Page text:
Dale Mullings is the Associate Vice-President, Students, for UBC’s Okanagan campus. In this role, Dale supports services and programs that facilitate student learning, development, and engagement providing students with a strong foundation for success. With a focus on student access, equity, and wellbeing, he is committed to creating a sense of belonging and connection between students and their peers, across the institution, and in the community.

Prior to joining UBC, Dale worked at the University of Toronto Mississauga, where he held the role of Assistant Dean, Students and International Initiatives, and taught Education Studies. Before that, he served in student-facing roles supporting student life and housing. Dale holds a Master of Education from the University of Toronto, and is a PhD candidate in Leadership, Higher and Adult Education at the Ontario’s Institute for Studies in Education.

While most people know that Dale is an enthusiast for higher education and the great outdoors, few people know that back in the ’90s when Dale was a child, he modeled for, and acted in TV commercials – you may have even seen him in ads for SEGA video games.

Q1. What quality do you most admire in a leader?

DM: The ability to listen. It sounds simple and intuitive as if it should be an expected quality in a leader, but to be a good listener takes patience, practice, and vulnerability. There’s a tendency to think that in order to contribute to a conversation, you need to formulate a quick response, but contributing also means being open to other people’s opinions, reflecting on what was said, and creating the space for other voices to be heard.

Q2. What makes you laugh?

DM: I have four kids, so it’s not a stretch to say that my kind of comic relief is the wit that comes with “dad jokes”. I keep all of my dad jokes in a “dad-a-base” too. Do you want to hear my two current favourites?

How many tickles does it take to make an octopus laugh?

What’s a pirate’s favourite food?

Q3. Who inspires you, and why?

DM: As an undergraduate, my Director of Residence encouraged me to read Martin Luther King, Jr., on Leadership by Donald T. Phillips. I was really taken by Martin Luther King’s story – his ability to communicate a clear vision with conviction and tenacity was really inspiring. He was remarkable in that he fought for what was right against insurmountable odds, but he was still a flawed individual. I really admire the way he took the time to reflect on his actions and experiences and made an effort to learn from his mistakes to help his cause.

Not only did he make the time to listen to his community, but he also had meaningful conversations and a willingness to engage with the people that didn’t agree with him. To make space and listen to perspectives that are different than your own is a really important quality in a leader. I’ve read this book about a dozen times. It’s dog-eared and marked up a thousand different ways, but it never gets old.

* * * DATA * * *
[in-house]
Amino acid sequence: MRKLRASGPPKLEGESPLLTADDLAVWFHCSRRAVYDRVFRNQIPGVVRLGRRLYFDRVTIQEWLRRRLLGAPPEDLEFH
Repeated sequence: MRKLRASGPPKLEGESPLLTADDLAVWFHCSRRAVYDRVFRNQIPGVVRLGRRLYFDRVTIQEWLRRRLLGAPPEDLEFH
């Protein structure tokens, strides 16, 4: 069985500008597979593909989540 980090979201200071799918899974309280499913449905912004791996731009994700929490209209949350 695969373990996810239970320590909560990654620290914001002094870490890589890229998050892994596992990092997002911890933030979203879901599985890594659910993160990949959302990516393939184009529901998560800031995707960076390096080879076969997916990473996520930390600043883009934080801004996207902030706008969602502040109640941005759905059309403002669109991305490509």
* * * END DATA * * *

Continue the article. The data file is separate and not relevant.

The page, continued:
Q4. For you, what makes UBC different?

DM: It’s inspiring how much effort goes into relationship building here. These relationships lend themselves to an environment of trust and collaboration. Trust enables our subject matter experts to shine and guide the way, while collaboration allows us to work together to problem solve and form opinions based on a multitude of perspectives.

Even though UBCO has grown exponentially in the last few years, it has still retained the values of a small campus ­– it’s the best of both worlds. We’re a super intensive research university, yet, we’re still focused on, and care deeply about ensuring students have a positive experience.

Q5. What is the most important lesson you’ve learned, in your career to date?

DM: In my role as AVP, Students, often times I represent our collective student voice, but no one person can be expected to have the shared lived experience that makes up the diversity of our student body, so it’s my job and my duty to create opportunities to hear from them, learn about the range of their experiences and identify both the collective and underrepresented voices that deserve a spotlight too.

It’s important for me to recognize and acknowledge that I am a white, straight, cisgender male. All of this, coupled with my role and my title, means that I am afforded a lot of opportunities “at the table”. In meetings, for example, my perspective is often valued and I’m given opportunities to speak my mind and share my opinion. Therefore, I need to use this privilege wisely and give the underrepresented voices a chance to shine.

Q6. How do you like to recharge?

DM: Moving to the Okanagan has given me the chance to get back into snowboarding. It has also afforded me an opportunity to share this activity with my kids. Every Sunday we get up early, take a quick 45-minute drive over to Big White, and spend the day on the mountain.